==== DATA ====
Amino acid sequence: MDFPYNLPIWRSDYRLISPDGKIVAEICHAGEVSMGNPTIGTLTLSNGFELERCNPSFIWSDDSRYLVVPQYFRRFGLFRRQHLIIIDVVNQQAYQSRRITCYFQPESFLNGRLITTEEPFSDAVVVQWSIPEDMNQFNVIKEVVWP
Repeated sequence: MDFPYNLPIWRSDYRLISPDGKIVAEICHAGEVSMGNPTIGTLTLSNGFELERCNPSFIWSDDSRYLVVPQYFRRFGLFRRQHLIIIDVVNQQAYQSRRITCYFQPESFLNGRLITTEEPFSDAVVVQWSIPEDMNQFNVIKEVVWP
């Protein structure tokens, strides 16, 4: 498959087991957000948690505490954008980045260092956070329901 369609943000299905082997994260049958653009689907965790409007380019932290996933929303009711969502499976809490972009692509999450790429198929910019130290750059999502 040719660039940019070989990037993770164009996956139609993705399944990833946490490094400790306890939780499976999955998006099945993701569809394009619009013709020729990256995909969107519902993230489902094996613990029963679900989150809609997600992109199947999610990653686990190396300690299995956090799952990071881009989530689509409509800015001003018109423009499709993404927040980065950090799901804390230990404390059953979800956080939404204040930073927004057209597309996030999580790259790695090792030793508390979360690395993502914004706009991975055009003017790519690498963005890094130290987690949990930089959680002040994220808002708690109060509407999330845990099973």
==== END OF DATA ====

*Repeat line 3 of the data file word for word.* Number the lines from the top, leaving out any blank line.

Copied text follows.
């Protein structure tokens, strides 16, 4: 498959087991957000948690505490954008980045260092956070329901 369609943000299905082997994260049958653009689907965790409007380019932290996933929303009711969502499976809490972009692509999450790429198929910019130290750059999502 040719660039940019070989990037993770164009996956139609993705399944990833946490490094400790306890939780499976999955998006099945993701569809394009619009013709020729990256995909969107519902993230489902094996613990029963679900989150809609997600992109199947999610990653686990190396300690299995956090799952990071881009989530689509409509800015001003018109423009499709993404927040980065950090799901804390230990404390059953979800956080939404204040930073927004057209597309996030999580790259790695090792030793508390979360690395993502914004706009991975055009003017790519690498963005890094130290987690949990930089959680002040994220808002708690109060509407999330845990099973």